On September 28th, 2015, Agentic Group held the first panel event under our new branding, titled: "Data Security, Consumer Privacy and the Internet Of Value".  If you missed it, you missed a quite a bit.

The following is a write-up of the event by Fran Strajner of Brave New Coin and was posted on their site earlier this week...

 

A Hacker, A Lawyer, A VC & 2 Journalists Walk Into A Bar

Two days ago, BraveNewCoin proudly sponsored a Panel in New York City, hosted by tech trend visionary, Rik Willard from AgenticGroup.com, focusing on the ‘Internet Of Value’.

This was an epic panel discussion (details below) and differed to the regular Blockchains & bitcoin events due to the incredible speaker set & moderator narrative.

Panel heavyweights included:

- Legendary investigative journalist & Author Bob Sullivan, Founding member of MSNBC.com and an expert in Technology Crime and Consumer Fraud. 

Marco Santori, leader of Pillsbury Winthrop law firm's Bitcoin & Blockchain advisory division, is described by American Banker magazine as "the Dean of Digital Currency Lawyers".

Hacker, programmer, entrepreneur & Security Expert, Harri Hursti. A man who generally likes to (and is very good at) breaking things, including voting machines, as featured in the HBO documentary “Hacking Democracy”.

- From the Venture Capital arena, Jim Robinson, the Founder and Managing Partner at RRE Ventures, is among the top of the list of the most prolific VC firms in New York City. Jim has invested in many of the well-known bitcoin & Blockchain companies alive today.  

- Last but not least, a true wordsmith, our moderator for the evening, Michael CaseyVeteran Senior Writer for The WSJ, Michael is currently a Senior Adviser to the MIT Media Laband has written several books on the subject of the financial systems and Cryptocurrencies.  

The event initially excited me not only because of the line-up, but because the purpose of this discussion was to address the security of networks on a macro scale with a focus on digital value. What security considerations does a world of digital & programmable value need?

I flew from New Zealand to New York. I sat in the front row. It was well worth it.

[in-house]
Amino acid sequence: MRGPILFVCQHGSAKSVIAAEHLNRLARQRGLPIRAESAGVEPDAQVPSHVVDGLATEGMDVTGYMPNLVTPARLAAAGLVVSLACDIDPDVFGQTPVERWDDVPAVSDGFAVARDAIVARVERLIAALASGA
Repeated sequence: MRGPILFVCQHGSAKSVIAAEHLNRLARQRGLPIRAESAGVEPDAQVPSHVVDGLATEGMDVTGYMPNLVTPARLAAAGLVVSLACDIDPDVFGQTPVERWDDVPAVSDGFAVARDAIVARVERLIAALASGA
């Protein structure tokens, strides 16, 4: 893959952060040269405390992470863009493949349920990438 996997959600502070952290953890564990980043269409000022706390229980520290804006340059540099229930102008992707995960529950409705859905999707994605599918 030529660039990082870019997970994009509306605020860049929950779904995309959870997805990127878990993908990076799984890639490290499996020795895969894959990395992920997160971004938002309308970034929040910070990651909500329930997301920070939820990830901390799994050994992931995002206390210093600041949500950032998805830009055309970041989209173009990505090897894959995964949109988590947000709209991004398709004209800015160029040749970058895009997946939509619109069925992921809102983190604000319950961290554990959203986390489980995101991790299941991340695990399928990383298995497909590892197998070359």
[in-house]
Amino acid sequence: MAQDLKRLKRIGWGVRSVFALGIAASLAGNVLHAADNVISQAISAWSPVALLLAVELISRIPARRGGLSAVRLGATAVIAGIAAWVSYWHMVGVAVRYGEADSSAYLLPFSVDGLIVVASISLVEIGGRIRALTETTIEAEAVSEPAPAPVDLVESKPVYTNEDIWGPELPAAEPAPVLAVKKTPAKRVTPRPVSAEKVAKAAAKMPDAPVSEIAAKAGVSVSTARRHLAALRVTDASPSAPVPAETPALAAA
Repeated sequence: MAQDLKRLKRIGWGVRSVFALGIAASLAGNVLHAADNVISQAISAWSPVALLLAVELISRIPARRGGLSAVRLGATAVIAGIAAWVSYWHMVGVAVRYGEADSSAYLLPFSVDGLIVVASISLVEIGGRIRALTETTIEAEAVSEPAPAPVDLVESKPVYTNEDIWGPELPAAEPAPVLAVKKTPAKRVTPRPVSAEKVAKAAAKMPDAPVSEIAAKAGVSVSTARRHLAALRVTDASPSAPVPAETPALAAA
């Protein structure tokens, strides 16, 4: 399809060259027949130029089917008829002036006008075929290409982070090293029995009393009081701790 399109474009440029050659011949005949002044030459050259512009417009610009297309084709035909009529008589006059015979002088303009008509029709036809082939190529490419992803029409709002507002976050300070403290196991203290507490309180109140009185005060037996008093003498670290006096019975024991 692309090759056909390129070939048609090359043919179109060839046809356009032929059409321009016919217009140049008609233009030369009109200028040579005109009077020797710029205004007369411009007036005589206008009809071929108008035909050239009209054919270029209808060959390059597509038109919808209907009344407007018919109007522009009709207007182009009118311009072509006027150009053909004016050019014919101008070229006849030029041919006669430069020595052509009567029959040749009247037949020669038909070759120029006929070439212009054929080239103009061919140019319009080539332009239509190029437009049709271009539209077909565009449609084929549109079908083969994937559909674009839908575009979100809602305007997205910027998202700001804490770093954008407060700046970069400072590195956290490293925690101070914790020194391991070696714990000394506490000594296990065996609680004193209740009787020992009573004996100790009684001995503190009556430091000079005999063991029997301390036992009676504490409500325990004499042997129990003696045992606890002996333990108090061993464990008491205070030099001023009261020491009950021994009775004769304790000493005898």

The topics covered were around consumer protection, digital crime trends and the industrial results of flawed systems over time. Tying it all to the evolving ‘Internet Of Value’ and how, when & if Distributed Ledger Technology, a la Bitcoin & the blockchain, can help to solve major global problems with trustless network designs and what some new problems will look like.

Michael Casey opened up the floor by detailing several, well publicised, recent security breaches and asked the panel... ‘are the bad guys winning’?

This led to insights from Robinson on investment tactics, along with comparisons to pre-industrial days from Hursti who described that security breaches have existed for arguably thousands of years with the elegant example of 2 traders: One doesn't kill the other = Basic trust is formed.

Sullivan, a talented story teller, proceeded to portray trust networks today by outlining how industry often comes together to form associations, like the constituents in the SWIFT network today, where members may trust each other a little bit... but not really. They form networks where trust is purposefully diluted between members via a protocol, system or network design. Santori & Robinson then went on to discuss that fact that people have continually looked for ways to do business with minimal transaction risk. As Hursti was quick to point out however, “the only thing that locks are good for, is keeping honest people out” - A bad actor breaks the network, which breaks the trust and the systems collapses. A good example is the recent Ashley Madison Hack.

Ashley Madison was a company gearing for a massive IPO. That is no longer the case as the trust is shattered. Trust in bitcoin, due to the Blockside debate and it’s effects on price, we have covered exhaustively in our weekly reports.

The interesting thing about the panel narrative was the natural coming-back to, ‘are the criminals winning?’. Is this a cat and mouse game? Are we continually playing catch up? With facts and figures coming hot and fast: like the average time for a network operator to know it was hacked being over 60 days, or the average time for a critical software flaw to be patched being 90 days, the panel mostly agreed that patch-work is the unfortunate standard operating procedure & Trustless Systems offer solutions we didn’t have access to before but will inevitably represent new criminal innovation.

It boils down to trust. I can trust my grocery guy to hold my phone for a second while I tie my shoe-lace. But I’m not going to ask him to babysit $10,000 in cash while I go on holiday for a month. 

This was a great event and I hope these meaningful discussions lead to coherent security centric planning in the right places as we moving into the age of programmable value.

As Rik Willard, founder of the Agentic group series, concluded by way of a quote attributed to Abraham Lincoln: 

"The best way to predict your future is to create it."